Last year, California became the first state in the US to ban plastic bags, joining a host of nations that already do so (Kenya, China, Bangladesh, Rwanda, and Macedonia). France has not only banned bags, it has become the first country to also ban plastic plates, cups, and utensils, effective from 2020. San Francisco banned polystyrene, including Styrofoam cups and food containers, packaging peanuts, and beach toys. And in Rhode Island, the release of celebratory balloons is being targeted by activists, after almost 2,200 balloons were picked up on the shores of Aquidneck Island in the last four years.

 

Naturally, the plastics industry opposes bans at every turn. Bag manufacturers have persuaded lawmakers in Florida, Missouri, Idaho, Arizona, Wisconsin, and Indiana to pass legislation outlawing the bag bans, but that’s a topic for another argument on corporate greed versus global survival; and with the way the US is going under the Trump administration who knows if all of this goes backwards instead of progressing.
 

And in this vein, Keith Christman Director for plastic markets for the American Chemistry Council, says they will fight the banning of plastic straws but, what sets the anti-straw campaign apart from other efforts—and why the anti-straw campaign may succeed—is that activists are not seeking to change laws or regulations. They are merely asking consumers to change their habits and say no to straws.

 

Linda Booker, a North Carolina filmmaker, whose documentary, ‘Straws’, is making the rounds of the spring film festival circuit in the United States, says the turtle video, in part, inspired her to take on straws as a film project. She interviewed the scientists and included them in her film.  “I believe a lot of the catalyst for these straw campaigns was the video of the straw in the turtle’s nose,” she says.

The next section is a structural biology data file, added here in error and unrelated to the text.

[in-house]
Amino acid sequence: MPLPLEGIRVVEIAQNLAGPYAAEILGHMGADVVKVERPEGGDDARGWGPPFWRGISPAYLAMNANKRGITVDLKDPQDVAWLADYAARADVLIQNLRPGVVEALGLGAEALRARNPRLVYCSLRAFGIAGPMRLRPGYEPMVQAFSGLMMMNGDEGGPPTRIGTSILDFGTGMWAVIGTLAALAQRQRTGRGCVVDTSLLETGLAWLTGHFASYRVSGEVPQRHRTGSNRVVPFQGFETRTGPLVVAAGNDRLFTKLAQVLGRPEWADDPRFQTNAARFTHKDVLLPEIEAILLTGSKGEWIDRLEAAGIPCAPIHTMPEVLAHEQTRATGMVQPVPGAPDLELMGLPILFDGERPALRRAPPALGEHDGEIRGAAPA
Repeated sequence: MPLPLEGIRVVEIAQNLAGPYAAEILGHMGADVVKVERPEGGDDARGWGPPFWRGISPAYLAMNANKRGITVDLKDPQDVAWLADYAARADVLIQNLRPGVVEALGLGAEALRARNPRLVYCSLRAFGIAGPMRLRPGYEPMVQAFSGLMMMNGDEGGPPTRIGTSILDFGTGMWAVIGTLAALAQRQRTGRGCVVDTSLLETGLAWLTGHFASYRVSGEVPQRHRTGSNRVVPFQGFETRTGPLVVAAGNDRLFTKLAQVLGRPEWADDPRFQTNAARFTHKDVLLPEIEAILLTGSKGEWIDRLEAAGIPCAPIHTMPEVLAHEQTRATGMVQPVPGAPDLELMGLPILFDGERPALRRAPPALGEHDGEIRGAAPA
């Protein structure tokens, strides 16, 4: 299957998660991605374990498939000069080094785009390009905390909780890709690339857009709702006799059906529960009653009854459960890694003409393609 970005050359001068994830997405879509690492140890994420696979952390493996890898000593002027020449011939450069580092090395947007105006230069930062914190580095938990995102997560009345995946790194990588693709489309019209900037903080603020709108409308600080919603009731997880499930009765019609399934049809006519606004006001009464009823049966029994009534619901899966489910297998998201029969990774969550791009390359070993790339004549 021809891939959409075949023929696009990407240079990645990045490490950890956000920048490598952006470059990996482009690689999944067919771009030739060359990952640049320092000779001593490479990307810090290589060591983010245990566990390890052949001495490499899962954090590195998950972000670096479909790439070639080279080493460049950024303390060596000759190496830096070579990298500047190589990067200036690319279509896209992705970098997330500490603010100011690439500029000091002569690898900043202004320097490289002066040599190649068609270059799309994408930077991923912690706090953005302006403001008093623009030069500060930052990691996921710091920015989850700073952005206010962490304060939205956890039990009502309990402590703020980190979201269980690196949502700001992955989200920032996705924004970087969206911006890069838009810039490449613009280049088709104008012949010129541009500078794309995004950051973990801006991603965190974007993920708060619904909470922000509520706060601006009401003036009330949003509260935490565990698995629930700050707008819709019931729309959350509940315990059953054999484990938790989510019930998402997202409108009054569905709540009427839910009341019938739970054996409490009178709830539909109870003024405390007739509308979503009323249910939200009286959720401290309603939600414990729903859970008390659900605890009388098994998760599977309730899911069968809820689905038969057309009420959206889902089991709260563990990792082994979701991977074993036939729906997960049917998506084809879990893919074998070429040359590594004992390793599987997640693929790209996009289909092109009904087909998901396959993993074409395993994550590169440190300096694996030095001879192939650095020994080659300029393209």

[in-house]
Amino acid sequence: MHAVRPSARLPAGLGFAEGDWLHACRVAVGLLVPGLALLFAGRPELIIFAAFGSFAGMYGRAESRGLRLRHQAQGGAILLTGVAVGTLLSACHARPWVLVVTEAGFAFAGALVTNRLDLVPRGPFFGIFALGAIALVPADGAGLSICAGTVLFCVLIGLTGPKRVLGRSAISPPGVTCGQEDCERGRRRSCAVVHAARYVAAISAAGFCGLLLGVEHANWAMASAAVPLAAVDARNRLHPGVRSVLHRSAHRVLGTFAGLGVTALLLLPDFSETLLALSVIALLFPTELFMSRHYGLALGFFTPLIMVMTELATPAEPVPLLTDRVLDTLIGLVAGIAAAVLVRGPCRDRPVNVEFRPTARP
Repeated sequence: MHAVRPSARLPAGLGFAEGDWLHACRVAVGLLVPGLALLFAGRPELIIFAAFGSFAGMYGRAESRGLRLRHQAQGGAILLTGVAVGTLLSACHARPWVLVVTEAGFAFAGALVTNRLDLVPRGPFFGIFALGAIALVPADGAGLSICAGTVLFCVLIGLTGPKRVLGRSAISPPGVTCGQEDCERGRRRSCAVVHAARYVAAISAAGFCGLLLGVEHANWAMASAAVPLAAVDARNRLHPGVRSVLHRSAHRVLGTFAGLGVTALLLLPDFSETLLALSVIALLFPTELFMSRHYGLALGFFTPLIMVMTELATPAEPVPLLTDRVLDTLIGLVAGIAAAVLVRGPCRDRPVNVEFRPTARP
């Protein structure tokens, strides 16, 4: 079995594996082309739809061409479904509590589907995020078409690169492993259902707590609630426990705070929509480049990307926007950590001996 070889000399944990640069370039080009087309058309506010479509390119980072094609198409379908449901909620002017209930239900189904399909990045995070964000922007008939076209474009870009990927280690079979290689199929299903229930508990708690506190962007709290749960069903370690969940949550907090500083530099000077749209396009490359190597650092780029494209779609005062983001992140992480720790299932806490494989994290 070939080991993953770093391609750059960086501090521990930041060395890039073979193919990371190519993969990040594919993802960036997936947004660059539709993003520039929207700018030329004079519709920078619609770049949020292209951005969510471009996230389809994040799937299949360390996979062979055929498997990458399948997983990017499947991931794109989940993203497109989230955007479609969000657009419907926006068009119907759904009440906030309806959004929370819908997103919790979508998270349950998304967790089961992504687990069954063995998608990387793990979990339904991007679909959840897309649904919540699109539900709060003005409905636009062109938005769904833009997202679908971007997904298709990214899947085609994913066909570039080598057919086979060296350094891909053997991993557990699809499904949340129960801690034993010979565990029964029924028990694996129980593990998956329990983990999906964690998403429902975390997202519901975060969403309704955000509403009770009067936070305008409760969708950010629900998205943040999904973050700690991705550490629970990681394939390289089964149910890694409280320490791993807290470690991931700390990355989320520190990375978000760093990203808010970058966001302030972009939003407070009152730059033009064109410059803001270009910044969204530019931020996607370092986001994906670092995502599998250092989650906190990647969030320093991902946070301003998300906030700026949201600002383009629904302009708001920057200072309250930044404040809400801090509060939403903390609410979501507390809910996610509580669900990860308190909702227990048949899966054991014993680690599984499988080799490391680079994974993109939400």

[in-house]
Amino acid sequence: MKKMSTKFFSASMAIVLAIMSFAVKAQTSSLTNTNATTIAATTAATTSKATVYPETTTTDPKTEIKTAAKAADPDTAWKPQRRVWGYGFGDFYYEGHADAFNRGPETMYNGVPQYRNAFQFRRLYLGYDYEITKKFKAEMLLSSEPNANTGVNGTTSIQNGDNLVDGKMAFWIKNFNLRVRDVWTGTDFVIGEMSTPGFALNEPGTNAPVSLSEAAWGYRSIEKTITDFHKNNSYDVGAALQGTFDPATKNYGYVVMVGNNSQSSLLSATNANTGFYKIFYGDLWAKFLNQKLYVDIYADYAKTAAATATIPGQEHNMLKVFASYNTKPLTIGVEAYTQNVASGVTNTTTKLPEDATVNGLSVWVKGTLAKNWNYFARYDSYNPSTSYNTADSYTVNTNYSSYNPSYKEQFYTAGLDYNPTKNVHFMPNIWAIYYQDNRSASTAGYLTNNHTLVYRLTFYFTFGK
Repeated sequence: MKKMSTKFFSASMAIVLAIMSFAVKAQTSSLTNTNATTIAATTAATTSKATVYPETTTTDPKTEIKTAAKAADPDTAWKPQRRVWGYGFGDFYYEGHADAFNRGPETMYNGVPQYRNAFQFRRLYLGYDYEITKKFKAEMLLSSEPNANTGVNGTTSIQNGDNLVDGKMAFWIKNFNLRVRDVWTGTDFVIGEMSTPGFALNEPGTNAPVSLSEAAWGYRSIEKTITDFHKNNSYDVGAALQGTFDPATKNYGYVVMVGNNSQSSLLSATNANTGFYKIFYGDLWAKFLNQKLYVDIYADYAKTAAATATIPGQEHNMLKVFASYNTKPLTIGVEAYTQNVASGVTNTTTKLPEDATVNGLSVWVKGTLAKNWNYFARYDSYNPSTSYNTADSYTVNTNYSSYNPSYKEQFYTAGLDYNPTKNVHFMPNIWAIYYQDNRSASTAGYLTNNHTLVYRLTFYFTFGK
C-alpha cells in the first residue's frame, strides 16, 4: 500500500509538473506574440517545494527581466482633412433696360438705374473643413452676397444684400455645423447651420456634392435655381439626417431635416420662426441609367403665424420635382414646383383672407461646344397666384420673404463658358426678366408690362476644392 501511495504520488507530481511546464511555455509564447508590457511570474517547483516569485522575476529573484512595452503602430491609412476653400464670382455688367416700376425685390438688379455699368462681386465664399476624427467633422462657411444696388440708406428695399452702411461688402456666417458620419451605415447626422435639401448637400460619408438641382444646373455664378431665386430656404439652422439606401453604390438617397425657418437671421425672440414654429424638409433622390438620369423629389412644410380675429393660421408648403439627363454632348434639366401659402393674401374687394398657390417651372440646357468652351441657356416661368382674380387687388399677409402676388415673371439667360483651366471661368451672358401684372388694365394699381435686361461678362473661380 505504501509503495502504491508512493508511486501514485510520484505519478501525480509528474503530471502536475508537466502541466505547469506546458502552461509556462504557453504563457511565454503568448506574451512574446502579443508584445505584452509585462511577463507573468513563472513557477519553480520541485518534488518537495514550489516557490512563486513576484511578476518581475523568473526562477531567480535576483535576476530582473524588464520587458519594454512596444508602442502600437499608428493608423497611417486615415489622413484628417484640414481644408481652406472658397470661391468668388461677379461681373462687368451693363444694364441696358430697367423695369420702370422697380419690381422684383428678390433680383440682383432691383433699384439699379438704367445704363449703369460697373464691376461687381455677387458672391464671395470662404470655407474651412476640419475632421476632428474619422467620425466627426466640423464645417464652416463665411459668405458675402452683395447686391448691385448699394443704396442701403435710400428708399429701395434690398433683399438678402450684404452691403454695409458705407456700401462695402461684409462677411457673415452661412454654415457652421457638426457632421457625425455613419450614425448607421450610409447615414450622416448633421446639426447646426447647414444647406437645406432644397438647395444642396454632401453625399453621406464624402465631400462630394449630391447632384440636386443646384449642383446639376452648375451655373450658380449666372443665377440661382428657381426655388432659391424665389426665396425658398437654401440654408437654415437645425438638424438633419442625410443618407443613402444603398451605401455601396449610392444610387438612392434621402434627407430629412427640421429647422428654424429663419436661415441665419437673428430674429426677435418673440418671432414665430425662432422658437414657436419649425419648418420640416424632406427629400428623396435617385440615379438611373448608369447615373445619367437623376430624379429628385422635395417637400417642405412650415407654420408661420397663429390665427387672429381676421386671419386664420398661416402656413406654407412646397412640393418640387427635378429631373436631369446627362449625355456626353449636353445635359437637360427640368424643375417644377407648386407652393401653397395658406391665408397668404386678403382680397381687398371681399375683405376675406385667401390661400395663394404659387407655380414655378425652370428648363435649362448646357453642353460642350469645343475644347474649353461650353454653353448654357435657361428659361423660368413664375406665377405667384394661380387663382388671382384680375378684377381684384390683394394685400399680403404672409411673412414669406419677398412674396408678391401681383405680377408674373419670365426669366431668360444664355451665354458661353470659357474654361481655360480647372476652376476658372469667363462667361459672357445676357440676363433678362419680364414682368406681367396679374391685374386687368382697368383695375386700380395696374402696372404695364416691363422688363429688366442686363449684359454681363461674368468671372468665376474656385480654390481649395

My thinking is that I guess part of the problem is that people see straws as insignificant and unimportant. I saw the turtle thing but never objected when a can would be provided with a straw. I try to make sure that when I go to the supermarket I take by environment friendly bag and resist buying plastic bottled water but is it enough as I provide plastic water bottles in droves to clients who visit our offices for fear that we may offend them if we offer water from a purifier – so I may threaten the marine life just to keep my clients happy and free of offence.


Many times people are overwhelmed by the bigness of the problem and often give up says an actor and activist Christopher Griener. “We need something achievable for everyday humans. The challenge is if we can get rid of plastic straws, let’s start there. Then we can move on from there.” 


Here’s a thought. There is a succinct old saying in English which goes ‘Don’t do as I do, just do as I say’, so maybe I need to put my morals where my mouthpiece is and offer my guests tap water in a straw-less glass (even clear glass is green!). And I would like to challenge you to resist taking straws, specifically asking waiters not to bring them and share this message or is this too much to ask or am I just clutching at straws?

Cartoon

Polls

Do you think the closure of BCL will compel SPEDU to double their efforts in creating job opportunities in the Selibe Phikwe?

banner_14.jpg
banner_12.jpg

POPULER BRANDS